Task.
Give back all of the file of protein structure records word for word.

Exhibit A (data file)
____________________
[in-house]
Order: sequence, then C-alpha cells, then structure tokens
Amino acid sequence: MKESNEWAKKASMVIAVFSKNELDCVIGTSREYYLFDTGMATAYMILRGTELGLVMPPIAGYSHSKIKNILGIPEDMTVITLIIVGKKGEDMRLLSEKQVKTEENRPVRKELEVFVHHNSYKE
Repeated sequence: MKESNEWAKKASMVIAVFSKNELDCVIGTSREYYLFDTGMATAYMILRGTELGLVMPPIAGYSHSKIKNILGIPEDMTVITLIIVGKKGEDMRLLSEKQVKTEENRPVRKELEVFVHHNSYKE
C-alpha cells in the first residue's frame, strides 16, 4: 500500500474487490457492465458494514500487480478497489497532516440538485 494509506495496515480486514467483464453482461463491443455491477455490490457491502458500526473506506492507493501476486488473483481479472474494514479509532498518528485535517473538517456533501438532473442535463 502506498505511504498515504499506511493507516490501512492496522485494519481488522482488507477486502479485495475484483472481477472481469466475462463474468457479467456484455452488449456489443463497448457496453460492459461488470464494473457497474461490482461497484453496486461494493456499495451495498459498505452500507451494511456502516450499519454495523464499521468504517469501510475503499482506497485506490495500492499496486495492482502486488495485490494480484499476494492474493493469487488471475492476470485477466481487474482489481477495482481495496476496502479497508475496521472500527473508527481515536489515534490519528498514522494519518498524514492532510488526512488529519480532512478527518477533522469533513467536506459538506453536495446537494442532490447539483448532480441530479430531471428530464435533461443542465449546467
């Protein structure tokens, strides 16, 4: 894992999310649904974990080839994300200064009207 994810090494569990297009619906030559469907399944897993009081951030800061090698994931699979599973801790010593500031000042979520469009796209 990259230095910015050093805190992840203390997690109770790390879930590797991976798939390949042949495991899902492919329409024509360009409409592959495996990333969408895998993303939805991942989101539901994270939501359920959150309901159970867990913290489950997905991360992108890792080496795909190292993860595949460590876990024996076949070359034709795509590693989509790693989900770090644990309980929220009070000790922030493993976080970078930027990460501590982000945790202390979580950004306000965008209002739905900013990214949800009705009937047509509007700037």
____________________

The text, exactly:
[in-house]
Order: sequence, then C-alpha cells, then structure tokens
Amino acid sequence: MKESNEWAKKASMVIAVFSKNELDCVIGTSREYYLFDTGMATAYMILRGTELGLVMPPIAGYSHSKIKNILGIPEDMTVITLIIVGKKGEDMRLLSEKQVKTEENRPVRKELEVFVHHNSYKE
Repeated sequence: MKESNEWAKKASMVIAVFSKNELDCVIGTSREYYLFDTGMATAYMILRGTELGLVMPPIAGYSHSKIKNILGIPEDMTVITLIIVGKKGEDMRLLSEKQVKTEENRPVRKELEVFVHHNSYKE
C-alpha cells in the first residue's frame, strides 16, 4: 500500500474487490457492465458494514500487480478497489497532516440538485 494509506495496515480486514467483464453482461463491443455491477455490490457491502458500526473506506492507493501476486488473483481479472474494514479509532498518528485535517473538517456533501438532473442535463 502506498505511504498515504499506511493507516490501512492496522485494519481488522482488507477486502479485495475484483472481477472481469466475462463474468457479467456484455452488449456489443463497448457496453460492459461488470464494473457497474461490482461497484453496486461494493456499495451495498459498505452500507451494511456502516450499519454495523464499521468504517469501510475503499482506497485506490495500492499496486495492482502486488495485490494480484499476494492474493493469487488471475492476470485477466481487474482489481477495482481495496476496502479497508475496521472500527473508527481515536489515534490519528498514522494519518498524514492532510488526512488529519480532512478527518477533522469533513467536506459538506453536495446537494442532490447539483448532480441530479430531471428530464435533461443542465449546467
């Protein structure tokens, strides 16, 4: 894992999310649904974990080839994300200064009207 994810090494569990297009619906030559469907399944897993009081951030800061090698994931699979599973801790010593500031000042979520469009796209 990259230095910015050093805190992840203390997690109770790390879930590797991976798939390949042949495991899902492919329409024509360009409409592959495996990333969408895998993303939805991942989101539901994270939501359920959150309901159970867990913290489950997905991360992108890792080496795909190292993860595949460590876990024996076949070359034709795509590693989509790693989900770090644990309980929220009070000790922030493993976080970078930027990460501590982000945790202390979580950004306000965008209002739905900013990214949800009705009937047509509007700037």